We propose that the Town of Cary begin a program to repair all the streams that have become eroded.

The transition of much of Cary's acreage from permeable to impermeable through development has taken a terrible toll on our streams.

The rushing water undercuts the stream banks. When the undercutting is wide enough, the unsupported top of the bank caves in. Then the process begins anew. The images below show a representative sample of Cary's streams. [Click an image to expand it.]

The Town does not regulate the volume of water that flows off properties after development. Water that would, without development, be absorbed by the earth now flows freely into stormwater ditches and creeks. The two video clips below show flooding that occurred on June 2, 2021, when 1.08 inches of rain fell in a two-hour span.

A homeowner whose property abuts the creek bed relates that flooding like this occurs about four times a year.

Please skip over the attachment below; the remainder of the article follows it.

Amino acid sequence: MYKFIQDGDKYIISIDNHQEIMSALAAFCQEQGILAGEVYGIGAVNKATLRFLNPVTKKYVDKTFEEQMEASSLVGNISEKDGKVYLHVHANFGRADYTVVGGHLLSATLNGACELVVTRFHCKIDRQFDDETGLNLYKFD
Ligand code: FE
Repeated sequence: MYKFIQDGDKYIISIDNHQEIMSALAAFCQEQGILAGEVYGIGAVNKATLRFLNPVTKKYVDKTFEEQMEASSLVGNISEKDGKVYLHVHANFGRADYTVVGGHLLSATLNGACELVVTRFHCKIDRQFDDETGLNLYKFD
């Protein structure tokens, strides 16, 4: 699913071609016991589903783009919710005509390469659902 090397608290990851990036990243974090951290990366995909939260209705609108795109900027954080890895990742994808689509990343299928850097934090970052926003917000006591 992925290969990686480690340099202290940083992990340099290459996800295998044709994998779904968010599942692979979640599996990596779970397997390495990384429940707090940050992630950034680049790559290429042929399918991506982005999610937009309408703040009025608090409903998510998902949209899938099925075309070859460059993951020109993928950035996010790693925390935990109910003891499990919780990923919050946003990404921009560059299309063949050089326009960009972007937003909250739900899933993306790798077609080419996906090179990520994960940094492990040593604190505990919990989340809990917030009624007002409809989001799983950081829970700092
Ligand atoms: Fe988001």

The Town's current policy is that it will not repair a stream that is on private property. We think this policy should be reconsidered. A stream bank that is eroding harms all of us, whether it is on public or private property. And while this question is debated, we can, to avoid paralysis by indecision, get to work repairing the eroding streams on Town of Cary property.

The current policy is for the Town to purchase a property when it becomes apparent that stream erosion will cause the home to flood or that its foundation will be destabilized. The most recent homes purchased because of erosion were located just off Cary Parkway on Jodhpur Drive, bought in 2020.

The erosion will worsen unless a repair program is begun. At SOME point, the Town will have to do this. Why not now, instead of leaving the problem to be handled by future residents?

North Carolina State University's Cooperative Extension Service conducts workshops for those who wish to be certified in stream repair. The training is both hands on and book learning.

The stream-repair process is explained on NCSU's website.

See our NCSU Cooperative Extension Agent and budding YouTube superstar Mitch Woodward demonstrate one of the several ways to repair a stream: